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No Peace With Israel Any Time Soon

Despite attempts to revive talks between Israel and Syria, analysts in the latter country doubt a peace deal is anywhere on the horizon.

Analysts told IWPR that the many obstacles include the long-standing hostilities between the two countries, the complexity of the Middle East peace process, and Syria’s role in Lebanon.

Turkey, which is acting as mediator, is to send an envoy to Jerusalem following talks between its prime minister Recep Tayyip Erdogan and Syrian president Bashar al-Assad, the Israeli newspaper Haaretz reported this week.

President Assad has said that he will not countenance negotiations unless Israeli prime minister Ehud Olmert declares he is ready to withdraw from the Golan Heights and publicly announces that he wants peace.

As Mazen Darwish, head of the Syrian Centre for Media and Free Expression in Damascus, put it, “The issue is more complicated than regaining land, implementing security measures on the borders and creating embassies.”

Darwish said that the Golan Heights is “the most essential issue”, but suggested that the Israelis had their own matters they would want to be addressed, such as security, water, arms and the question of restoring economic and cultural relations.

Syria and Israel would also have to overcome decades of mistrust and this will take “years of difficult efforts”, he said.

“When the two sides believe that peace is necessary and is a condition for own survival, then there will be a lot to negotiate,” he added.

One sticking point is likely to be Syrian support for the Lebanese Shia group Hezbollah, and the close ties between Damascus and Tehran.

Samir Al-Taki, who is reportedly leading Syria's indirect contacts with Israel, told Hezbollah’s Al-Manar television station this week that the country would not cut ties with Hezbollah or Iran to get a peace agreement with Israel.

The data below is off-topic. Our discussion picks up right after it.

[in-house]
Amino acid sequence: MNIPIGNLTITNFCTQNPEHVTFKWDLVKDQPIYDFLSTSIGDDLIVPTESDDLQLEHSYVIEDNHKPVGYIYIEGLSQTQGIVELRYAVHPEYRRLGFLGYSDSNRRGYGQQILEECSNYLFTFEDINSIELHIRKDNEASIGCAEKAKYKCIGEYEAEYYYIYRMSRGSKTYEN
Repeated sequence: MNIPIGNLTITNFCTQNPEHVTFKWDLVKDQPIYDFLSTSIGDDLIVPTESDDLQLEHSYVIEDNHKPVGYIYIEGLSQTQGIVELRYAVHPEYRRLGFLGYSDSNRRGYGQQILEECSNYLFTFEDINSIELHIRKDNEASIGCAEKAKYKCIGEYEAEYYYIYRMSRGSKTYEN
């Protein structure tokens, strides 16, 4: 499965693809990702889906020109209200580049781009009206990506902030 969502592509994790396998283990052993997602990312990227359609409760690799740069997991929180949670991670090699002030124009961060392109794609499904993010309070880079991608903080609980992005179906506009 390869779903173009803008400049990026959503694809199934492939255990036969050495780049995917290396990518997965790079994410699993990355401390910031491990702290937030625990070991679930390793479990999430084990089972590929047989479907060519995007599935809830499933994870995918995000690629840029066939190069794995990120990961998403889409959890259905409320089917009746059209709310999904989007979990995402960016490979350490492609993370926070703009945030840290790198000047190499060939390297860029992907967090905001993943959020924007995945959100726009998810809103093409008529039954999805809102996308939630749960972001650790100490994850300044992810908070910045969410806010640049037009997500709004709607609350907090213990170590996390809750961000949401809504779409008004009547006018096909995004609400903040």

Habi Salih, a writer and political analyst who belongs to the opposition Damascus Declaration group, sees a peace deal is “highly unlikely”, as Syria faces mounting international pressure to remove its influence from Lebanon. The pressure is creating instability and tension inside Syria, he said.

A political stalemate between the Syrian-backed opposition and Lebanon’s western-supported government has left Lebanon without a president since November.

Salih said he did not expect Israel to withdraw from the Golan until Syria’s role in Lebanon was resolved and Hezbollah was disarmed.

Damascus will also come under pressure to sever relations with Palestinian groups, particularly Hamas, he predicted.

The Damascus Declaration group has expressed opposition to the government’s indirect negotiations with Israel, maintaining that President Assad was not democratically elected and therefore cannot speak on behalf of the nation.

Darwish said a Syrian-Israeli peace deal would be unlikely without a wider peace plan to resolve the Palestinian question.

“I doubt that it’s possible, in view of the growing radical Islamic currents, and the Palestinian issue will continue to charge people’s emotions,” he said.

Within Syria, there is wide public support for the Golan Heights to be restored.

“Regaining the Golan Heights is a patriotic issue that all Syrians, including the people of the Golan, agree upon,” said Atif Hassan Khatib, a pharmacy student at the University of Damascus. “The Golan is a part of Syria, which has a right to every inch of its soil.”

(Syria News Briefing, a weekly news analysis service, draws on information and opinion from a network of IWPR-trained Syrian journalists based in the country.)

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